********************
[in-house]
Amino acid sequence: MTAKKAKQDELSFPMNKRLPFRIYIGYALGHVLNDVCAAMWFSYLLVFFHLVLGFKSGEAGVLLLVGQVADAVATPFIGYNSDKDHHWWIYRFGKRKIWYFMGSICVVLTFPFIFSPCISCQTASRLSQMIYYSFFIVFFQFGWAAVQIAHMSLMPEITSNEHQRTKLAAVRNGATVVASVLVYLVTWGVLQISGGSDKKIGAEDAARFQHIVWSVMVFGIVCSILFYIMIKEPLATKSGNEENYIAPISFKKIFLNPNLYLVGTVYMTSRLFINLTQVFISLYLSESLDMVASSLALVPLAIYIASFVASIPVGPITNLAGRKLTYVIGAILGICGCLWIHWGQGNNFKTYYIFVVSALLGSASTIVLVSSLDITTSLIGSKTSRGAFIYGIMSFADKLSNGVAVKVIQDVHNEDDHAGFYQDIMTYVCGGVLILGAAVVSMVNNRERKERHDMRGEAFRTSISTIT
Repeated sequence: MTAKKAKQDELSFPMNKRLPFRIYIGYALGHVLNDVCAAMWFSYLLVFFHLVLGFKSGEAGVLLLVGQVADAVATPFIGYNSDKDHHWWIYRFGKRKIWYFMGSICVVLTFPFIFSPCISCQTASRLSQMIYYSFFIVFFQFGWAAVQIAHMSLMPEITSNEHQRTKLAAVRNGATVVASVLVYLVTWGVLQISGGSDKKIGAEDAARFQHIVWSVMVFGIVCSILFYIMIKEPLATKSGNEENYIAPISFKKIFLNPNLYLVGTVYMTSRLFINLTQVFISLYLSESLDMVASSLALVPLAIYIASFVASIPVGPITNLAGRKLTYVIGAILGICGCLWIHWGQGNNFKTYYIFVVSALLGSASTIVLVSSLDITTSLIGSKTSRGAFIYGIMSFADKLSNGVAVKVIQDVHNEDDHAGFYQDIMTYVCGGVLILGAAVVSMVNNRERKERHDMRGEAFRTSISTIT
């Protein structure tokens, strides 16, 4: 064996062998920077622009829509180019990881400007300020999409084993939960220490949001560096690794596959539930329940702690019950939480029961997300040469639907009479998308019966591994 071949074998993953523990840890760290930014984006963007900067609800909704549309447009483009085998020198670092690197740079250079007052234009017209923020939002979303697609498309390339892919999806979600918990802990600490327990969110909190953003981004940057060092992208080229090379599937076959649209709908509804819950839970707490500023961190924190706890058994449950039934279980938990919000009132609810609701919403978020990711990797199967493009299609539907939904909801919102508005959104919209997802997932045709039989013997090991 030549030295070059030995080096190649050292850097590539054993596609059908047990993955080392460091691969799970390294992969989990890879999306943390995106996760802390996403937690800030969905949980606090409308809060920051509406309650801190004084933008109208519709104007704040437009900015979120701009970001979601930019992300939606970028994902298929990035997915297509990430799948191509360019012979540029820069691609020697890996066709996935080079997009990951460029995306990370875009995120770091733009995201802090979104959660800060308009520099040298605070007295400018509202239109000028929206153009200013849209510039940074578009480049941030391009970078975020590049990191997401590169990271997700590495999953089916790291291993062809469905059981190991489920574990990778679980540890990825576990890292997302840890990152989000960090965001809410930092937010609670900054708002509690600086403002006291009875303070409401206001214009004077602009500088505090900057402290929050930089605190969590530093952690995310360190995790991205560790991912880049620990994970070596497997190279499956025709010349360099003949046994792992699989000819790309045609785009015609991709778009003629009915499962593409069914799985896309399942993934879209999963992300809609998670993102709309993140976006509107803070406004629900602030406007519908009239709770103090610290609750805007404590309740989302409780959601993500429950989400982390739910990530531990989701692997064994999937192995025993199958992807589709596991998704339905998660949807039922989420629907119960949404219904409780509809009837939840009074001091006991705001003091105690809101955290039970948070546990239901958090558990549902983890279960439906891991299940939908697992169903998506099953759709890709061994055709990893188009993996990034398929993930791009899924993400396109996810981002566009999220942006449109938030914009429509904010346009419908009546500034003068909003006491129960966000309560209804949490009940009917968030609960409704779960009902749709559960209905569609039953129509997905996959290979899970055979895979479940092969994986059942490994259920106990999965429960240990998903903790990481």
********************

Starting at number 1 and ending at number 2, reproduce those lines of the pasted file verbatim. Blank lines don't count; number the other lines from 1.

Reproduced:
[in-house]
Amino acid sequence: MTAKKAKQDELSFPMNKRLPFRIYIGYALGHVLNDVCAAMWFSYLLVFFHLVLGFKSGEAGVLLLVGQVADAVATPFIGYNSDKDHHWWIYRFGKRKIWYFMGSICVVLTFPFIFSPCISCQTASRLSQMIYYSFFIVFFQFGWAAVQIAHMSLMPEITSNEHQRTKLAAVRNGATVVASVLVYLVTWGVLQISGGSDKKIGAEDAARFQHIVWSVMVFGIVCSILFYIMIKEPLATKSGNEENYIAPISFKKIFLNPNLYLVGTVYMTSRLFINLTQVFISLYLSESLDMVASSLALVPLAIYIASFVASIPVGPITNLAGRKLTYVIGAILGICGCLWIHWGQGNNFKTYYIFVVSALLGSASTIVLVSSLDITTSLIGSKTSRGAFIYGIMSFADKLSNGVAVKVIQDVHNEDDHAGFYQDIMTYVCGGVLILGAAVVSMVNNRERKERHDMRGEAFRTSISTIT